Photograph by Cliff Leight/Getty Images
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Washington's North Cascades—the “American Alps”—have snow-topped mountains, rivers, and valleys. A true wilderness, the park is home to a diverse ecosystem that includes wolves, lynx, and moose.

Photograph by Cliff Leight/Getty Images

Venture Into the Wild 'American Alps'

Washington's North Cascades National Park offer a mix of recreation and true wilderness.

Location: Washington
October 2, 1968
684,000 acres, includes two recreation areas

With glacier-clad peaks rising almost vertically from thickly forested valleys, the North Cascades are often called the American Alps. The national park forms one unit of the North Cascades National Park Service Complex. The two other units—Ross Lake National Recreation Area and Lake Chelan National Recreation Area—contain most visitor facilities.

The park complex preserves virgin forests, fragile subalpine meadows, and hundreds of glaciers. Mule deer and black-tailed deer graze the high meadows, where black bears gorge on berries and hoary marmots sunbathe. Mountain goats clamber on rock faces. Mountain lions and bobcats, seldom seen, help keep other wildlife populations in balance.

The wildness and ruggedness of the park especially lure hikers, backpackers, and mountaineers. "A more difficult route to travel never fell to man's lot," complained trapper Alexander Ross, who came here in 1814. But today the main road (through Ross Lake NRA) and easy access into the park—on some of its nearly 400 miles of trails—also allow more casual visitors to experience the peaceful forests and the drama of the mountains.

The region forms part of the Cascade Range, named for its innumerable waterfalls. The range extends from British Columbia to northern California. A geological theory proposes that the mountains began as a micro-continent several hundred miles out in the Pacific Ocean. Over the eons a series of islands floated on their plate toward North America. About a hundred million years ago, the plate smashed into the North American continent, folding and crumpling into a mountain range as it lodged against the landmass. Those mountains eroded; the Cascades you see today rose only five or six million years ago.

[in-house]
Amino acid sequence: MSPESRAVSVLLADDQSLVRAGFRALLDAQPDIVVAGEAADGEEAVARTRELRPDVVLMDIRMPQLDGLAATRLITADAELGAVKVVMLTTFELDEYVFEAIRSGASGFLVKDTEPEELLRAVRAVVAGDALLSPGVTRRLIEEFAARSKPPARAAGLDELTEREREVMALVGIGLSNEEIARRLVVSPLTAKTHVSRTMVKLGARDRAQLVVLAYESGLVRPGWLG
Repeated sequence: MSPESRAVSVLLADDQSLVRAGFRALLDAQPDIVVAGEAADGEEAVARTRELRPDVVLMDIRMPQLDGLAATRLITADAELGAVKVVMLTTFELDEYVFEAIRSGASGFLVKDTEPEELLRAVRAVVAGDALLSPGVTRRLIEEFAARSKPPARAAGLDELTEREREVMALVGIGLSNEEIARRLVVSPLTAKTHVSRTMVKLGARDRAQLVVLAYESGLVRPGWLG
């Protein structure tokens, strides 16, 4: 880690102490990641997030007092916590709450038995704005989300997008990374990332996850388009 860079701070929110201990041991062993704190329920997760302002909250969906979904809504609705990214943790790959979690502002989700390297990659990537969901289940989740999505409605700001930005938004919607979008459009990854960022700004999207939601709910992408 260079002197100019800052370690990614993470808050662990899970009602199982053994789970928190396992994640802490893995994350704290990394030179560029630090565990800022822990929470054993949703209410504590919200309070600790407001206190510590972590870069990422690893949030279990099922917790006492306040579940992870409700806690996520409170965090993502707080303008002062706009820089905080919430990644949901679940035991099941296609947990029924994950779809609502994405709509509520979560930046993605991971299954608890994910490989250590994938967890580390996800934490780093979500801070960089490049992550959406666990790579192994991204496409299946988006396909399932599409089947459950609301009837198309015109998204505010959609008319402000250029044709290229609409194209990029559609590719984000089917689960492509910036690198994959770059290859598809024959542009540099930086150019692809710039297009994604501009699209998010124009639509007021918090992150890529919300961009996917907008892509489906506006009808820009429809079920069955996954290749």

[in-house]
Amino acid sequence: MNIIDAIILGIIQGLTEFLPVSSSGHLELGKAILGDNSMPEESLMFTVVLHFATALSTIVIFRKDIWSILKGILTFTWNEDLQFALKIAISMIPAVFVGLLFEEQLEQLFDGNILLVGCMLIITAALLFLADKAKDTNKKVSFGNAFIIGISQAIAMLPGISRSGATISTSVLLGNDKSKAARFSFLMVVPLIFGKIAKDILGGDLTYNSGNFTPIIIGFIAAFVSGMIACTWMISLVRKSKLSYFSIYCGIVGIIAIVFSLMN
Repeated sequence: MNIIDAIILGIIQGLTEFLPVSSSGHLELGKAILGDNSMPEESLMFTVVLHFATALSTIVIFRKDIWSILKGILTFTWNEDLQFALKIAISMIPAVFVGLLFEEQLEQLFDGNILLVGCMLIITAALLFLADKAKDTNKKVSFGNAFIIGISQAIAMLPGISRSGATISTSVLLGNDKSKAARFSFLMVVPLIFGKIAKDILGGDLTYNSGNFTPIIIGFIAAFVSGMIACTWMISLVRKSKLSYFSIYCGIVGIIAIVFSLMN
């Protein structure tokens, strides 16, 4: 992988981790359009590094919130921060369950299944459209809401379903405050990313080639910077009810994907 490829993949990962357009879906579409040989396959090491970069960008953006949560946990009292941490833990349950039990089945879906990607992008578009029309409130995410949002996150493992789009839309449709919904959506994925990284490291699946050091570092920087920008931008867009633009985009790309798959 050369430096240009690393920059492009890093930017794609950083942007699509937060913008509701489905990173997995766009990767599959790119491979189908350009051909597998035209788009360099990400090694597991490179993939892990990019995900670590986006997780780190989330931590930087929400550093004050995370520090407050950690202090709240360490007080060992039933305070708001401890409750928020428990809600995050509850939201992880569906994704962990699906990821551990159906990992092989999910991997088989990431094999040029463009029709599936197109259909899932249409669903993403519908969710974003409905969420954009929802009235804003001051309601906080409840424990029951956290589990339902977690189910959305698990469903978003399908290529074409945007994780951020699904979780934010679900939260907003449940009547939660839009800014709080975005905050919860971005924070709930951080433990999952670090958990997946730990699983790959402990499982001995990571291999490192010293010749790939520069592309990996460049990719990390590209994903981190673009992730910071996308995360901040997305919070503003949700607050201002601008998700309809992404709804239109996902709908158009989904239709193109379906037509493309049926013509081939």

The western part of the park differs markedly from the east. Moisture blows in from Puget Sound and the Strait of Juan de Fuca. It hits the western slopes and rises, condensing to rain and snow. Western red cedars, hemlocks, and Douglas firs luxuriate on slopes that receive 110 inches of precipitation a year. When the winds reach the east, they are mostly wrung dry: Only 35 inches of precipitation fall in Stehekin at the head of Lake Chelan. Arid-dwelling sagebrush and ponderosa pine grow in the peaks' rain shadow.

Did You Know?

In 1956, Canadian author Jack Kerouac found solace (and inspiration for two novels) in a cabin on Desolation Peak, where he worked for the Park Service as a fire spotter for 63 days. In The Dharma Bums, he writes, "I went out in my alpine yard and there it was ... hundreds of miles of pure snow-covered rocks and virgin lakes and high timber ... Below, instead of the world, I saw a sea of marshmallow clouds."

Fun Fact

With over 300 to its name, North Cascades has more glaciers than any other U.S. park outside Alaska.

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Copy for this series includes excerpts from the National Geographic Guide to the National Parks of the United States, Seventh Edition, 2012, and the National Parks articles featured in "Cutting Loose" in National Geographic Traveler.